According to sources familiar with the matter, Toyota Motor Company is nearing a deal to end the criminal probe that's currently being conducted by the United States government, in regards to how the Japanese automaker disclosed the customers' complaints regarding their experiences with sudden acceleration. The Manhattan U.S Attorney Preet Bharara's office is investigating whether or not the company either falsified, or provided incomplete reports to the National Highway Traffic Safety Administration, relating to the known defects in their vehicles. They are also looking into possible mail and wire fraud charges that are associated with the allegations.
It is believed that the settlement may approach nearly $1 billion dollars.
To note, this does not include a separate settlement with the federal government that was approved last July. That particular settlement was over a class-action lawsuit concerning the design defects, which may have caused the vehicles to accelerate on their own, without any warning and/or involvement from the driver. The estimated value of that settlement was approximately $1.1 billion dollars, most of which went to the attorneys' fees, as well as various funds to research improvements in automotive safety.
Barring any major setbacks, the financial agreement could end the four-year investigation from U.S. prosecutors. Along Toyota has not admitted any wrongdoing, it has been said that they are fully cooperating with the prosecutors. That being said, according with those that are familiar with the matter, there are some sticking points in the negotiations, which could lead to the deal falling apart.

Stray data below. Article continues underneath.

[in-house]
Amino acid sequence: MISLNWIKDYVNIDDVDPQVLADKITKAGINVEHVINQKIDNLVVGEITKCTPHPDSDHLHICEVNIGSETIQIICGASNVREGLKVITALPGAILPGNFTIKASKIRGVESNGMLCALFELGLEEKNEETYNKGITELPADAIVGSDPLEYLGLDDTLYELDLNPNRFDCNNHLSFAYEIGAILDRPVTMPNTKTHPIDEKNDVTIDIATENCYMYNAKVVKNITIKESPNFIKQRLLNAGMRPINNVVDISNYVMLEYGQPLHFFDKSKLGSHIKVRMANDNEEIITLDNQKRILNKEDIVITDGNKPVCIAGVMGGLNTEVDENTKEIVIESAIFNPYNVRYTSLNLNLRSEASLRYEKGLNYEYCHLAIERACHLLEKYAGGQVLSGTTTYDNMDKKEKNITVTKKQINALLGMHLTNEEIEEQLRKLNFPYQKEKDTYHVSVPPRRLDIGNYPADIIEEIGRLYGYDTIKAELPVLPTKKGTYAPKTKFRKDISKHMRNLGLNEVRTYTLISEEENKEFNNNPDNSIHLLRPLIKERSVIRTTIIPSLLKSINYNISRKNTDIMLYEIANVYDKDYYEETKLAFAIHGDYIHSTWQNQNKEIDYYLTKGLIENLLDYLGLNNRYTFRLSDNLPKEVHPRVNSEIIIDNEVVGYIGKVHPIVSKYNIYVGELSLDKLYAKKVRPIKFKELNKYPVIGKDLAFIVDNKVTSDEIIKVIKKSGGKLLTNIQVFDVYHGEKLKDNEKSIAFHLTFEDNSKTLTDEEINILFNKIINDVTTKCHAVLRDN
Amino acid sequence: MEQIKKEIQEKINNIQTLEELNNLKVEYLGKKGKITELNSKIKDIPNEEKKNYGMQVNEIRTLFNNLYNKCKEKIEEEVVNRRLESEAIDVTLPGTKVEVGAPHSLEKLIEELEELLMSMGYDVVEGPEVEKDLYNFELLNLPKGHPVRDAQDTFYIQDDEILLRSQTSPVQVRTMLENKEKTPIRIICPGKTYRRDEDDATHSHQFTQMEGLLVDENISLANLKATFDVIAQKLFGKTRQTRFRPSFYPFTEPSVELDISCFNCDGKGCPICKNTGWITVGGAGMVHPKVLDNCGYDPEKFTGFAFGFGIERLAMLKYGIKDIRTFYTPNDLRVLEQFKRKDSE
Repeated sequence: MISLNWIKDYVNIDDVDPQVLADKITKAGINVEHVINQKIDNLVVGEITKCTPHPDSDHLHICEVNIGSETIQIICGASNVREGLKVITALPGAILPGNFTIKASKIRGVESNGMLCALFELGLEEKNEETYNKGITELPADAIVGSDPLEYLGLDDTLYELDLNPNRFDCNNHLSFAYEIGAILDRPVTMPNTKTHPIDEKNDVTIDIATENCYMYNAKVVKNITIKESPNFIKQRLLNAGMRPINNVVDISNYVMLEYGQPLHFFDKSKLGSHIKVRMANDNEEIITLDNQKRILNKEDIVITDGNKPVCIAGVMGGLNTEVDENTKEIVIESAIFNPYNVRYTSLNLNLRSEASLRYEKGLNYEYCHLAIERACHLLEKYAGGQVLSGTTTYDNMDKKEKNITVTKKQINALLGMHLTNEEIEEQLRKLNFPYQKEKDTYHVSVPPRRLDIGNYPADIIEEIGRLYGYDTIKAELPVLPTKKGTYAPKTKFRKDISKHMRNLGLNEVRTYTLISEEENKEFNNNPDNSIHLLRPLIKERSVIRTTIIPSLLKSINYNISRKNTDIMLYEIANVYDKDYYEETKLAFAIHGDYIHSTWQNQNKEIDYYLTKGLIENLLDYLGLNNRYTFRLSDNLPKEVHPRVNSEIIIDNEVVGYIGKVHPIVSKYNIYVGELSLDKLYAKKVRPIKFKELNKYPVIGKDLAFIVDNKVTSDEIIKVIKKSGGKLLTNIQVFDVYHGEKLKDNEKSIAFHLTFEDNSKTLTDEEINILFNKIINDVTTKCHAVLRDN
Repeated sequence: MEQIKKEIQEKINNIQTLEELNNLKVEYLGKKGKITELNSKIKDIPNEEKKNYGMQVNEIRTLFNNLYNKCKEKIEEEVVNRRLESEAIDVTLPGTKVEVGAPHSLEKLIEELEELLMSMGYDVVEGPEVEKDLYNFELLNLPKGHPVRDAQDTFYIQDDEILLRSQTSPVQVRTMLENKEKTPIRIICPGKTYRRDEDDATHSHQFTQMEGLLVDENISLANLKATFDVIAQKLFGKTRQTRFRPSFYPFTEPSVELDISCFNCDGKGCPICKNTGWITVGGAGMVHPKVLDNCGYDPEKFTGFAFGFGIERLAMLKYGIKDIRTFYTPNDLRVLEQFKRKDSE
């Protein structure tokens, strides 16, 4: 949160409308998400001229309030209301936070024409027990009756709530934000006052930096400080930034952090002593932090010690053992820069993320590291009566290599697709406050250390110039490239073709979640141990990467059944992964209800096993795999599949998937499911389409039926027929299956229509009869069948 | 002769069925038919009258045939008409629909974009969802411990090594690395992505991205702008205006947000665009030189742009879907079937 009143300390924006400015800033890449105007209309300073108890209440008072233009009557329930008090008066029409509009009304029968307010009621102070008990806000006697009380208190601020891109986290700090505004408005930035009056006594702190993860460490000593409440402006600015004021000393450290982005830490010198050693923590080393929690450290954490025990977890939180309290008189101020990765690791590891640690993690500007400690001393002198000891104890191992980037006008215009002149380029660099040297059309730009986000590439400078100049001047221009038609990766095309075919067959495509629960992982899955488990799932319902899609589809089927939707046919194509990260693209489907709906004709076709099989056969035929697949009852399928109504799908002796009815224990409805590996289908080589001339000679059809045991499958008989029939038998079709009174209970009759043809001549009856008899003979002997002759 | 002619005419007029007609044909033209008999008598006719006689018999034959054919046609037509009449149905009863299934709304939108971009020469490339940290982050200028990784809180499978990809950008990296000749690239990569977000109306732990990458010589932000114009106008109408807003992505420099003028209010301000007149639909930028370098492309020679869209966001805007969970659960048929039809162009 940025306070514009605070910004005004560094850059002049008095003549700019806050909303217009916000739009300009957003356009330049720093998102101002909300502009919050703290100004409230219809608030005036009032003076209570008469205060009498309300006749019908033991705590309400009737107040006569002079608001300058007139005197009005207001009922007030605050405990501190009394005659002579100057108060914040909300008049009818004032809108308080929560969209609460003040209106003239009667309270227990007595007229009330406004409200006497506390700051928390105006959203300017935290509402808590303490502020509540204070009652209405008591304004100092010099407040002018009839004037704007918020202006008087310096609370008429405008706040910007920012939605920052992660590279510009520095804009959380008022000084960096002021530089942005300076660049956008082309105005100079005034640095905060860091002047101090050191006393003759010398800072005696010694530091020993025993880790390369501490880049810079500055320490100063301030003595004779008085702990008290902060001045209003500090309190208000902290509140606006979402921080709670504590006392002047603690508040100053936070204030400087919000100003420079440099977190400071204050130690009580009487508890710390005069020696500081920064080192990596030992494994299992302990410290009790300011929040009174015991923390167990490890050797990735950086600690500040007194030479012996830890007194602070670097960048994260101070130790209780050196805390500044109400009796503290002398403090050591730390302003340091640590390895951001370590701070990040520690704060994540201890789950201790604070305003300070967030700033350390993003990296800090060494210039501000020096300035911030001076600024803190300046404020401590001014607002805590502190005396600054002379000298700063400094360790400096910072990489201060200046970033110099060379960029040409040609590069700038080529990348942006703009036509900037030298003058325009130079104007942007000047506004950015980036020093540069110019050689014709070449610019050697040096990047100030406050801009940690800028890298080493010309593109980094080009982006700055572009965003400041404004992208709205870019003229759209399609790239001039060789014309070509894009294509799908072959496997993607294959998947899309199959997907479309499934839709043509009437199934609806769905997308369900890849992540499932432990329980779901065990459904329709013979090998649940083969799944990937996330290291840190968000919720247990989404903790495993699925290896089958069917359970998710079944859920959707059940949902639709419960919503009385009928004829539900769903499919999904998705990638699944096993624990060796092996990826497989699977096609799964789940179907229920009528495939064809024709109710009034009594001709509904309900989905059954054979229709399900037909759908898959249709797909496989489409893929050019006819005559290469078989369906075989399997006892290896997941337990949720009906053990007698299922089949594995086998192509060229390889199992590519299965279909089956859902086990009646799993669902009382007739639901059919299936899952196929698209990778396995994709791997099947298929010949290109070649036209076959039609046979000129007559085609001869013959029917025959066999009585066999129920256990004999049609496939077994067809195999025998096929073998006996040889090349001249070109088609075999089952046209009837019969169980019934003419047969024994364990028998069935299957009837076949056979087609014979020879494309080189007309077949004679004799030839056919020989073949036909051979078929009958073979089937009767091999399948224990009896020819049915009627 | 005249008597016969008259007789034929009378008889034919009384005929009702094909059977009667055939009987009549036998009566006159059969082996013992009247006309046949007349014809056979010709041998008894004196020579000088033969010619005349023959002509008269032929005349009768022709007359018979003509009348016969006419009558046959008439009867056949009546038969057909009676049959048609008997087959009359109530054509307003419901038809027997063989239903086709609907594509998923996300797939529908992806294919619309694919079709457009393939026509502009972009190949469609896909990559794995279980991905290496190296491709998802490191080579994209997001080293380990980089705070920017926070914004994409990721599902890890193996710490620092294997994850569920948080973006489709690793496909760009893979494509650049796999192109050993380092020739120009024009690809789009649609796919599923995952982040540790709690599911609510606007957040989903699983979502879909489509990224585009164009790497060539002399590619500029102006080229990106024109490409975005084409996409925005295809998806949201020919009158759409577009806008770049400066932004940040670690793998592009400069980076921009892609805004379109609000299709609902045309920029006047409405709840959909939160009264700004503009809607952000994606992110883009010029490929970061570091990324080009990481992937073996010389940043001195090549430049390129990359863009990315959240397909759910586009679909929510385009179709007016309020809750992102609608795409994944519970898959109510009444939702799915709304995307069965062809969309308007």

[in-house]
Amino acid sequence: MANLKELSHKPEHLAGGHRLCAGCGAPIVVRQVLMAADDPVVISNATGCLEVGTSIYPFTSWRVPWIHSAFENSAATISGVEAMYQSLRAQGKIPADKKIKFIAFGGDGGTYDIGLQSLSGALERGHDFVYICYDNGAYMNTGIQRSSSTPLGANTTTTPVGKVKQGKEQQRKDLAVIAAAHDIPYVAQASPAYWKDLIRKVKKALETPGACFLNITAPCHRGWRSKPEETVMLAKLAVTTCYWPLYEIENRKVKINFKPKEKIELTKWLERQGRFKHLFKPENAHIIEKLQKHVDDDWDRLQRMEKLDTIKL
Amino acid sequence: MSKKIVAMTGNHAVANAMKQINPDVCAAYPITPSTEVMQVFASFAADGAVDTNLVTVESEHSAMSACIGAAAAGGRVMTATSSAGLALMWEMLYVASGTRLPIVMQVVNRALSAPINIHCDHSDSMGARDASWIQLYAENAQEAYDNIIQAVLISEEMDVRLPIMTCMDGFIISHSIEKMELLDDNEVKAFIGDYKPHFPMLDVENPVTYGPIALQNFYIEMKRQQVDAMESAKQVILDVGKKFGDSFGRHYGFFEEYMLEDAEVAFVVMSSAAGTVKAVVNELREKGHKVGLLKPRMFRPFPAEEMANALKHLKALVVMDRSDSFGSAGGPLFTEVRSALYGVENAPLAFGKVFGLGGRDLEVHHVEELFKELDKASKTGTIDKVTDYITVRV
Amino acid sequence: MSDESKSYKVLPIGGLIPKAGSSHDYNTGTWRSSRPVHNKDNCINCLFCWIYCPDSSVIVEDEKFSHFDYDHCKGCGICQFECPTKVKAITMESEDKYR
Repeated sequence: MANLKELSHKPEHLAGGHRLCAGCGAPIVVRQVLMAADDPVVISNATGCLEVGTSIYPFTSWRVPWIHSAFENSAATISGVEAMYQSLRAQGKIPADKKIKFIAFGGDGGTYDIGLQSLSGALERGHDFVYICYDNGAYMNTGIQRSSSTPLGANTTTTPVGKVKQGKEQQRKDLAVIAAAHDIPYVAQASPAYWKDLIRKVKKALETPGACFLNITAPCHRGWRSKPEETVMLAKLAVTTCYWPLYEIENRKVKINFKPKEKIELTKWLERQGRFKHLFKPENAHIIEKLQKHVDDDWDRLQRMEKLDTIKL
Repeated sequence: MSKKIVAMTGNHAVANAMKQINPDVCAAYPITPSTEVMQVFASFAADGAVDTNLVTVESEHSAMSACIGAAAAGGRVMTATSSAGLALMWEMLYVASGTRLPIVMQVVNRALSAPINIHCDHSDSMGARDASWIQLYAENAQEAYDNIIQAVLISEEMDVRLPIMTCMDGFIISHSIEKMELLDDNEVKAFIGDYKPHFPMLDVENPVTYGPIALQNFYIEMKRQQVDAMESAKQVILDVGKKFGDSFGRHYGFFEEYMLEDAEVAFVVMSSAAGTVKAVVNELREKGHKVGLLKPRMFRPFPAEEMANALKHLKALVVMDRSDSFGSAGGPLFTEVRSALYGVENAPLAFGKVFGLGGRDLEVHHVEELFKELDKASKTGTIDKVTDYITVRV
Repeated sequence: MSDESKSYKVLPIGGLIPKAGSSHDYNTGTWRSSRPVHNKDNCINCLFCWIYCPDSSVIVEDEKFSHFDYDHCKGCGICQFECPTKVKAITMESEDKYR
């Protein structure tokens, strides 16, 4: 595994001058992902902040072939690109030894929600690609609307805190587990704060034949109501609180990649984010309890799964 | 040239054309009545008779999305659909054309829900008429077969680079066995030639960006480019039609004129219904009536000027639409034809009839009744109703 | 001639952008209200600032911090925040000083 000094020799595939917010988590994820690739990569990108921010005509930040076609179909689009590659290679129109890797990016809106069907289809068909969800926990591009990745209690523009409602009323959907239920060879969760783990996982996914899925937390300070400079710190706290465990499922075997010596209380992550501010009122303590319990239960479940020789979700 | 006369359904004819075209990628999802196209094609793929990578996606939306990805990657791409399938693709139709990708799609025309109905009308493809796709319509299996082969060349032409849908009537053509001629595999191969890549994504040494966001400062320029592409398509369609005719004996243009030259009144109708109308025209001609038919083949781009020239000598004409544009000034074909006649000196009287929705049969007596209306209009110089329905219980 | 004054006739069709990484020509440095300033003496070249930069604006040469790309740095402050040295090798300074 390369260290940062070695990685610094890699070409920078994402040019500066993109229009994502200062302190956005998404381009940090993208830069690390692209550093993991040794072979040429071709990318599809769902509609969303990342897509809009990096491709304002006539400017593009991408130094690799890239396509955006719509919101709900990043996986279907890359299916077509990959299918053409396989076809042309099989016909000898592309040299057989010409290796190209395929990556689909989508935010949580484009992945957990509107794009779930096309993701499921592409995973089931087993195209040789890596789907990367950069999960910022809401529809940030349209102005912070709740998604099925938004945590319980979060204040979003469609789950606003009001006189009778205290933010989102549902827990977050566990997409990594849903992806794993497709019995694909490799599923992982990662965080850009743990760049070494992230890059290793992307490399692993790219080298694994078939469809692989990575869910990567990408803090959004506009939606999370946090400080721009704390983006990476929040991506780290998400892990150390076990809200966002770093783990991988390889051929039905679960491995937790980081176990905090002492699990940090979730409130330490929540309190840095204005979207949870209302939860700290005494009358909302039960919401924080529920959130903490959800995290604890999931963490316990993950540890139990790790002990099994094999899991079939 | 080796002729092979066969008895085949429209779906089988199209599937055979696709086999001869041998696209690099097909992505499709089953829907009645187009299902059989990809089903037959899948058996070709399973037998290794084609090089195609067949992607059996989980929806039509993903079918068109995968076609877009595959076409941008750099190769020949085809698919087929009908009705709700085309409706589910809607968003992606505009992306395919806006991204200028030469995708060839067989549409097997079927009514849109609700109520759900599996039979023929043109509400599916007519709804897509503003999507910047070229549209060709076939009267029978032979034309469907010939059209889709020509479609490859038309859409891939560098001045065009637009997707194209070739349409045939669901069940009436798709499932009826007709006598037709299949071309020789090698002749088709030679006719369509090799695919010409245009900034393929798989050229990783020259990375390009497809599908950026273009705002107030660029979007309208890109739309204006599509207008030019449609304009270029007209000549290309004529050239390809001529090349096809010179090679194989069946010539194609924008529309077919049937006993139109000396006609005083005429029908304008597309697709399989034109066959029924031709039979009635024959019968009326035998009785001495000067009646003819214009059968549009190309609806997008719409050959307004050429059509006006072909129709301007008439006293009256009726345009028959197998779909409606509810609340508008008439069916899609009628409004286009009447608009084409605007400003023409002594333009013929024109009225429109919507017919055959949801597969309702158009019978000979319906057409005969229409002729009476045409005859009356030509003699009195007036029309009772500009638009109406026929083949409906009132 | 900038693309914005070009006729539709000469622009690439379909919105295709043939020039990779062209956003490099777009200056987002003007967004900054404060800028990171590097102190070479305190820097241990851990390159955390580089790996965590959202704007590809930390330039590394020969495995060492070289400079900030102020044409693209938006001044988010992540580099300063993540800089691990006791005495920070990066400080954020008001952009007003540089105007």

The settlement negotiations have been ongoing, in spite of a lack of evidence that there was a mechanical and/or an electronic defect, per the findings from the NHTSA. Despite those findings, Sen. Chuck Grassley (R-IA) has recommended that the investigation be reopened, due to what he suggested that the results were inconclusive. He has argued that the culprit to the unintended acceleration could be due to "tin whiskers", which could occur whenever tiny crystals form on circuit boards. The head of the NHTSA at the time, David Strickland, argued that the findings were in fact conclusive, and that the federal agency had also worked with scientists from NASA in order to thoroughly investigate the allegations. Strickland has since stepped down for another position in the private sector.
If the settlement is approved by both sides, it will be one of the largest amounts that the federal government has received from an automaker. To date, in addition to the aforementioned separate settlement, the NHTSA has fined Toyota four times for a total of $66.2 million dollars, in relation to the untimeliness of disclosing safety defects.
Toyota also received two subpoenas from the Securities and Exchange Commission in November 2013, as well as from the Manhattan prosecutors in February 2010, in connection with the "unintended acceleration and certain financial records".